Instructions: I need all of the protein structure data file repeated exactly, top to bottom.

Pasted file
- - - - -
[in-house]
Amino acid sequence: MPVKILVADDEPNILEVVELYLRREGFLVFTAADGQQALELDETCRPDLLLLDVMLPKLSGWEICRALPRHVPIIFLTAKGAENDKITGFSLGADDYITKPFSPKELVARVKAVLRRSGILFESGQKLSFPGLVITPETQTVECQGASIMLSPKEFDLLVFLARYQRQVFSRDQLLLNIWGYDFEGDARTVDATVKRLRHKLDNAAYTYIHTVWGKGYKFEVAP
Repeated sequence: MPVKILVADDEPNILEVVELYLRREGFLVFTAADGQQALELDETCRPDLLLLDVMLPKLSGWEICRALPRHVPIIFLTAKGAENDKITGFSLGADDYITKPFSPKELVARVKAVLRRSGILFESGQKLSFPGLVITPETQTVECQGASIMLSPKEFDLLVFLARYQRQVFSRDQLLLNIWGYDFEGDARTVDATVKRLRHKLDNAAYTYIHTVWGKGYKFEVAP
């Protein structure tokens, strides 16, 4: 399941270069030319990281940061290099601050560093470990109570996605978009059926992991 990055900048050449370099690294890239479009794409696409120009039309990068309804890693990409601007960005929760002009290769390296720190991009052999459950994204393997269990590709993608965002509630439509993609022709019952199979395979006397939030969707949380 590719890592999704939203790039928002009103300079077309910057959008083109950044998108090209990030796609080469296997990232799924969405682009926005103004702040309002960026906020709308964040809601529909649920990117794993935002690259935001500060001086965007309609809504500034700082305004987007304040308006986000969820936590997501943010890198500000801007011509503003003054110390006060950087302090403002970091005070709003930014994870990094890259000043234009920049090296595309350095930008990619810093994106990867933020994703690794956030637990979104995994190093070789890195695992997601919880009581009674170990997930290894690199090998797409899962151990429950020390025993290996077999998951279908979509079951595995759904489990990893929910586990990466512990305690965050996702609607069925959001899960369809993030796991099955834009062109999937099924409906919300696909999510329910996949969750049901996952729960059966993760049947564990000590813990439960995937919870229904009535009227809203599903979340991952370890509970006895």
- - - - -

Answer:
[in-house]
Amino acid sequence: MPVKILVADDEPNILEVVELYLRREGFLVFTAADGQQALELDETCRPDLLLLDVMLPKLSGWEICRALPRHVPIIFLTAKGAENDKITGFSLGADDYITKPFSPKELVARVKAVLRRSGILFESGQKLSFPGLVITPETQTVECQGASIMLSPKEFDLLVFLARYQRQVFSRDQLLLNIWGYDFEGDARTVDATVKRLRHKLDNAAYTYIHTVWGKGYKFEVAP
Repeated sequence: MPVKILVADDEPNILEVVELYLRREGFLVFTAADGQQALELDETCRPDLLLLDVMLPKLSGWEICRALPRHVPIIFLTAKGAENDKITGFSLGADDYITKPFSPKELVARVKAVLRRSGILFESGQKLSFPGLVITPETQTVECQGASIMLSPKEFDLLVFLARYQRQVFSRDQLLLNIWGYDFEGDARTVDATVKRLRHKLDNAAYTYIHTVWGKGYKFEVAP
């Protein structure tokens, strides 16, 4: 399941270069030319990281940061290099601050560093470990109570996605978009059926992991 990055900048050449370099690294890239479009794409696409120009039309990068309804890693990409601007960005929760002009290769390296720190991009052999459950994204393997269990590709993608965002509630439509993609022709019952199979395979006397939030969707949380 590719890592999704939203790039928002009103300079077309910057959008083109950044998108090209990030796609080469296997990232799924969405682009926005103004702040309002960026906020709308964040809601529909649920990117794993935002690259935001500060001086965007309609809504500034700082305004987007304040308006986000969820936590997501943010890198500000801007011509503003003054110390006060950087302090403002970091005070709003930014994870990094890259000043234009920049090296595309350095930008990619810093994106990867933020994703690794956030637990979104995994190093070789890195695992997601919880009581009674170990997930290894690199090998797409899962151990429950020390025993290996077999998951279908979509079951595995759904489990990893929910586990990466512990305690965050996702609607069925959001899960369809993030796991099955834009062109999937099924409906919300696909999510329910996949969750049901996952729960059966993760049947564990000590813990439960995937919870229904009535009227809203599903979340991952370890509970006895």